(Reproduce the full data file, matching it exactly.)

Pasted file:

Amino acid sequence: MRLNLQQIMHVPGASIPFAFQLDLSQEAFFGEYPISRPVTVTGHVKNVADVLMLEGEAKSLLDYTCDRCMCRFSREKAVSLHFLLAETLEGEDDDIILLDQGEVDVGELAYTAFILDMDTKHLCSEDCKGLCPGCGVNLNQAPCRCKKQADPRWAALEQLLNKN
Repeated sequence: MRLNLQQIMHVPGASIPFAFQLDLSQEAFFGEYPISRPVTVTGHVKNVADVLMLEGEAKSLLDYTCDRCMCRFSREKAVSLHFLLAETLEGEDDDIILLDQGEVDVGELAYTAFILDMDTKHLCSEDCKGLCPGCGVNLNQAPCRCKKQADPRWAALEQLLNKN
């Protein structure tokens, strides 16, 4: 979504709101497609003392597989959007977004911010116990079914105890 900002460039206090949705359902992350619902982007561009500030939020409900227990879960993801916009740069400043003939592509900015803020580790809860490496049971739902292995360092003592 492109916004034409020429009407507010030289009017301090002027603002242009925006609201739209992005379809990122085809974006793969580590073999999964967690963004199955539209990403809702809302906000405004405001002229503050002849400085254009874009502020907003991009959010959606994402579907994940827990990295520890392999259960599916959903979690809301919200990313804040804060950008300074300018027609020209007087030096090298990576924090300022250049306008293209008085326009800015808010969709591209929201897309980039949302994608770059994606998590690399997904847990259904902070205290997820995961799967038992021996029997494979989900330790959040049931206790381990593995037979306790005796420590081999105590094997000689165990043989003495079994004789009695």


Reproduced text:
Amino acid sequence: MRLNLQQIMHVPGASIPFAFQLDLSQEAFFGEYPISRPVTVTGHVKNVADVLMLEGEAKSLLDYTCDRCMCRFSREKAVSLHFLLAETLEGEDDDIILLDQGEVDVGELAYTAFILDMDTKHLCSEDCKGLCPGCGVNLNQAPCRCKKQADPRWAALEQLLNKN
Repeated sequence: MRLNLQQIMHVPGASIPFAFQLDLSQEAFFGEYPISRPVTVTGHVKNVADVLMLEGEAKSLLDYTCDRCMCRFSREKAVSLHFLLAETLEGEDDDIILLDQGEVDVGELAYTAFILDMDTKHLCSEDCKGLCPGCGVNLNQAPCRCKKQADPRWAALEQLLNKN
């Protein structure tokens, strides 16, 4: 979504709101497609003392597989959007977004911010116990079914105890 900002460039206090949705359902992350619902982007561009500030939020409900227990879960993801916009740069400043003939592509900015803020580790809860490496049971739902292995360092003592 492109916004034409020429009407507010030289009017301090002027603002242009925006609201739209992005379809990122085809974006793969580590073999999964967690963004199955539209990403809702809302906000405004405001002229503050002849400085254009874009502020907003991009959010959606994402579907994940827990990295520890392999259960599916959903979690809301919200990313804040804060950008300074300018027609020209007087030096090298990576924090300022250049306008293209008085326009800015808010969709591209929201897309980039949302994608770059994606998590690399997904847990259904902070205290997820995961799967038992021996029997494979989900330790959040049931206790381990593995037979306790005796420590081999105590094997000689165990043989003495079994004789009695």